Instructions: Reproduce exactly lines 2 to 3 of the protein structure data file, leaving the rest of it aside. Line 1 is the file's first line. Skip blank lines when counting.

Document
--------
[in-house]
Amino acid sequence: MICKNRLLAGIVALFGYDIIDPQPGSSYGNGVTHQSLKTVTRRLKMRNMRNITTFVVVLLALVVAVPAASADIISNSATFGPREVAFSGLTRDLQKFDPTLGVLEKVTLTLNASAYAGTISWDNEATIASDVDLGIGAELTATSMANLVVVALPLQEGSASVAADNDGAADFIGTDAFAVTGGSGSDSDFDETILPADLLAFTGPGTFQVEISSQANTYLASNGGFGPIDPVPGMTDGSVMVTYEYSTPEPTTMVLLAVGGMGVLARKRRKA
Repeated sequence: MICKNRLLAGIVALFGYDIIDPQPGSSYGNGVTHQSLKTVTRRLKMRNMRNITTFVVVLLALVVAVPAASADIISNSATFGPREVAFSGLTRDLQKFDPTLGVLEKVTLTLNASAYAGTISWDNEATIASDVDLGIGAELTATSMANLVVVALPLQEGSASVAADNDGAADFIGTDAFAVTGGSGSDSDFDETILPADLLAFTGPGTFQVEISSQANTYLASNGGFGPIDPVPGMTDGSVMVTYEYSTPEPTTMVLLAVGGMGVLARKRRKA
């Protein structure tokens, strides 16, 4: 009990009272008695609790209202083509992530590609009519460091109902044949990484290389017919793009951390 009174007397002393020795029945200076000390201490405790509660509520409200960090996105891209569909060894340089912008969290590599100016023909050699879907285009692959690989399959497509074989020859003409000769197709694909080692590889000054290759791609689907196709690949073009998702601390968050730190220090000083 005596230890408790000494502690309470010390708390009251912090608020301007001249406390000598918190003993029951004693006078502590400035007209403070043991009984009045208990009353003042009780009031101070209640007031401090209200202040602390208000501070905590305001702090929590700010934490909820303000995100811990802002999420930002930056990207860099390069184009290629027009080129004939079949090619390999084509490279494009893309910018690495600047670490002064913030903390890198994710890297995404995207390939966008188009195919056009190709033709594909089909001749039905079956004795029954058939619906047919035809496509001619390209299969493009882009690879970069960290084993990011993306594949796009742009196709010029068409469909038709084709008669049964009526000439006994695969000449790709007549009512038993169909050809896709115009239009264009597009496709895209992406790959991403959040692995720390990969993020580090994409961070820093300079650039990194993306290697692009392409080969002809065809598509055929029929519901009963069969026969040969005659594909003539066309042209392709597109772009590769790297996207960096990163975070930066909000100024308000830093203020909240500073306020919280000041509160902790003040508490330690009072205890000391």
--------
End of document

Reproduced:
Amino acid sequence: MICKNRLLAGIVALFGYDIIDPQPGSSYGNGVTHQSLKTVTRRLKMRNMRNITTFVVVLLALVVAVPAASADIISNSATFGPREVAFSGLTRDLQKFDPTLGVLEKVTLTLNASAYAGTISWDNEATIASDVDLGIGAELTATSMANLVVVALPLQEGSASVAADNDGAADFIGTDAFAVTGGSGSDSDFDETILPADLLAFTGPGTFQVEISSQANTYLASNGGFGPIDPVPGMTDGSVMVTYEYSTPEPTTMVLLAVGGMGVLARKRRKA
Repeated sequence: MICKNRLLAGIVALFGYDIIDPQPGSSYGNGVTHQSLKTVTRRLKMRNMRNITTFVVVLLALVVAVPAASADIISNSATFGPREVAFSGLTRDLQKFDPTLGVLEKVTLTLNASAYAGTISWDNEATIASDVDLGIGAELTATSMANLVVVALPLQEGSASVAADNDGAADFIGTDAFAVTGGSGSDSDFDETILPADLLAFTGPGTFQVEISSQANTYLASNGGFGPIDPVPGMTDGSVMVTYEYSTPEPTTMVLLAVGGMGVLARKRRKA